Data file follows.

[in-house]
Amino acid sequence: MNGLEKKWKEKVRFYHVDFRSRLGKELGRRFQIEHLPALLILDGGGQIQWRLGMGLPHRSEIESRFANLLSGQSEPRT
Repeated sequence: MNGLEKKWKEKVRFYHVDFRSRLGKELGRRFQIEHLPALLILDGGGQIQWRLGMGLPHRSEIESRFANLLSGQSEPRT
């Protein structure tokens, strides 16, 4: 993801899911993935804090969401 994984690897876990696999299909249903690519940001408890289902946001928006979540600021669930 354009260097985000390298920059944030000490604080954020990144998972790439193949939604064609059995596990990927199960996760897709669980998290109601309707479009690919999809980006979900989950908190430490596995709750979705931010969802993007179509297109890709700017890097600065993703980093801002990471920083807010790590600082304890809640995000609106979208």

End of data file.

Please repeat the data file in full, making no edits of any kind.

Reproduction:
[in-house]
Amino acid sequence: MNGLEKKWKEKVRFYHVDFRSRLGKELGRRFQIEHLPALLILDGGGQIQWRLGMGLPHRSEIESRFANLLSGQSEPRT
Repeated sequence: MNGLEKKWKEKVRFYHVDFRSRLGKELGRRFQIEHLPALLILDGGGQIQWRLGMGLPHRSEIESRFANLLSGQSEPRT
């Protein structure tokens, strides 16, 4: 993801899911993935804090969401 994984690897876990696999299909249903690519940001408890289902946001928006979540600021669930 354009260097985000390298920059944030000490604080954020990144998972790439193949939604064609059995596990990927199960996760897709669980998290109601309707479009690919999809980006979900989950908190430490596995709750979705931010969802993007179509297109890709700017890097600065993703980093801002990471920083807010790590600082304890809640995000609106979208």